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There’s a lot of research being done on the human genome, but less so on the genome of parasites. For a number of reasons, including their surprising and impressive ability to avoid attack by the human immune system, understanding more about how parasites function and behave could prove useful in preventing and treating the human diseases they cause.

Dr. Richard McCulloch from the University of Glasgow joins the podcast to explain the ins and out of the research that’s being done in his lab. He and his team are looking at two different parasites, both of which enter their host via the bites of flies, and both of which cause disease. Once in the host’s bloodstream, however, these parasites behave very differently. In what ways do they behave differently, and what advantages are conferred to the parasite as a result of each behavior? How do they avoid attack from the human immune system on a seeming indefinite basis? And in what way do they utilize pseudogenes? These are just a few of the questions explored by Dr. Richard McCulloch—both in his lab and on today’s episode.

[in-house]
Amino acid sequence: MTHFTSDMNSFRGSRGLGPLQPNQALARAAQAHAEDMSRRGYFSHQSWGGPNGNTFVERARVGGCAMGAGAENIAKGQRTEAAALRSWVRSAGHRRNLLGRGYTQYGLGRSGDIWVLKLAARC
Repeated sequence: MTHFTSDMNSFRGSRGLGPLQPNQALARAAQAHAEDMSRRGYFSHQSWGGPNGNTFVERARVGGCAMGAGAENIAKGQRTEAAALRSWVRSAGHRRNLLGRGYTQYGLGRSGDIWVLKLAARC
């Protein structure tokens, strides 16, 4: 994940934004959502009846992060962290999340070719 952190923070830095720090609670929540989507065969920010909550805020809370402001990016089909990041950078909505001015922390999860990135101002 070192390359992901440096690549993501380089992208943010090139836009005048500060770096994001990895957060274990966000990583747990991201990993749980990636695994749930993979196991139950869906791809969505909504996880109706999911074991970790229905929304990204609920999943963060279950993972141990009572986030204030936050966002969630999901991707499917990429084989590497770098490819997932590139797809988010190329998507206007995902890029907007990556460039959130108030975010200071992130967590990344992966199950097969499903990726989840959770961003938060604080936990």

Press play to hear the full conversation and learn more about his work by visiting https://www.gla.ac.uk/researchinstitutes/iii/staff/richardmcculloch/#/researchinterests.

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